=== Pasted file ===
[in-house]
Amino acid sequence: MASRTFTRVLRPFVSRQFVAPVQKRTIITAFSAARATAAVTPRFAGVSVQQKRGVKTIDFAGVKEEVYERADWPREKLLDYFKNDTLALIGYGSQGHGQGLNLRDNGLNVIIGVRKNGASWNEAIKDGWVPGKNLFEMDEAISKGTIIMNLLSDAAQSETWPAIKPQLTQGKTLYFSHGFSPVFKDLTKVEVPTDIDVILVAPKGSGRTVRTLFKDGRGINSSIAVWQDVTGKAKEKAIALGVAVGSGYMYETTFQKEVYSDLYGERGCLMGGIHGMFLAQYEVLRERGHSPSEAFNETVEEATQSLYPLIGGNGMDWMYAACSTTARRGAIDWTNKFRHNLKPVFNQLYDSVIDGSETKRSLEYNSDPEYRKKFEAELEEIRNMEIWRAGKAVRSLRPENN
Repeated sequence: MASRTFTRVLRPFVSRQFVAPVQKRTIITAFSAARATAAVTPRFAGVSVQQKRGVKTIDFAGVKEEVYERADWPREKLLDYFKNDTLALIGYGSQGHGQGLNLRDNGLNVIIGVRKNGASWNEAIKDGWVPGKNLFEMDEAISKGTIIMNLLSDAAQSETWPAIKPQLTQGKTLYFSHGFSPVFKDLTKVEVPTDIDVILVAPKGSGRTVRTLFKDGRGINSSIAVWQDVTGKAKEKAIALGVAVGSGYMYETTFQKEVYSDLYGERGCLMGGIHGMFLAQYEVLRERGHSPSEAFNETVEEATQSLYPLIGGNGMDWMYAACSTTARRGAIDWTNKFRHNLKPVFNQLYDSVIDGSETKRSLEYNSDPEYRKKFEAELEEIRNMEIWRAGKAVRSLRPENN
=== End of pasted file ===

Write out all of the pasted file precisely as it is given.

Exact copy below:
[in-house]
Amino acid sequence: MASRTFTRVLRPFVSRQFVAPVQKRTIITAFSAARATAAVTPRFAGVSVQQKRGVKTIDFAGVKEEVYERADWPREKLLDYFKNDTLALIGYGSQGHGQGLNLRDNGLNVIIGVRKNGASWNEAIKDGWVPGKNLFEMDEAISKGTIIMNLLSDAAQSETWPAIKPQLTQGKTLYFSHGFSPVFKDLTKVEVPTDIDVILVAPKGSGRTVRTLFKDGRGINSSIAVWQDVTGKAKEKAIALGVAVGSGYMYETTFQKEVYSDLYGERGCLMGGIHGMFLAQYEVLRERGHSPSEAFNETVEEATQSLYPLIGGNGMDWMYAACSTTARRGAIDWTNKFRHNLKPVFNQLYDSVIDGSETKRSLEYNSDPEYRKKFEAELEEIRNMEIWRAGKAVRSLRPENN
Repeated sequence: MASRTFTRVLRPFVSRQFVAPVQKRTIITAFSAARATAAVTPRFAGVSVQQKRGVKTIDFAGVKEEVYERADWPREKLLDYFKNDTLALIGYGSQGHGQGLNLRDNGLNVIIGVRKNGASWNEAIKDGWVPGKNLFEMDEAISKGTIIMNLLSDAAQSETWPAIKPQLTQGKTLYFSHGFSPVFKDLTKVEVPTDIDVILVAPKGSGRTVRTLFKDGRGINSSIAVWQDVTGKAKEKAIALGVAVGSGYMYETTFQKEVYSDLYGERGCLMGGIHGMFLAQYEVLRERGHSPSEAFNETVEEATQSLYPLIGGNGMDWMYAACSTTARRGAIDWTNKFRHNLKPVFNQLYDSVIDGSETKRSLEYNSDPEYRKKFEAELEEIRNMEIWRAGKAVRSLRPENN